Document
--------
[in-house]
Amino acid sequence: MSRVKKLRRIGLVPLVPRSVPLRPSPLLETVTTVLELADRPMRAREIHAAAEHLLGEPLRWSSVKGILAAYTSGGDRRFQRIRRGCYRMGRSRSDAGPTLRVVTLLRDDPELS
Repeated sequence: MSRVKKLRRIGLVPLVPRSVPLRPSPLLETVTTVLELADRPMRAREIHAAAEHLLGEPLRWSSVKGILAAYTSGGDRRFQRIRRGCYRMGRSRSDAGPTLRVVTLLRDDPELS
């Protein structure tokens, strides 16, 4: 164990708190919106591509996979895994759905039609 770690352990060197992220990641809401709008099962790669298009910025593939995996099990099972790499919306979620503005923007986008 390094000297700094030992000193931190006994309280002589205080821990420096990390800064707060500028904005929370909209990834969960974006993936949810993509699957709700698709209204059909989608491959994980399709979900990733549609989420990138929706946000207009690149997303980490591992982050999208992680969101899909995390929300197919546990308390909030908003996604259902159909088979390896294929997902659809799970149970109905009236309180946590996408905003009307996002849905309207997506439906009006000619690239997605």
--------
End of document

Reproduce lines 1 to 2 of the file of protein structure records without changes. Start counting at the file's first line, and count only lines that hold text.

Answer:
[in-house]
Amino acid sequence: MSRVKKLRRIGLVPLVPRSVPLRPSPLLETVTTVLELADRPMRAREIHAAAEHLLGEPLRWSSVKGILAAYTSGGDRRFQRIRRGCYRMGRSRSDAGPTLRVVTLLRDDPELS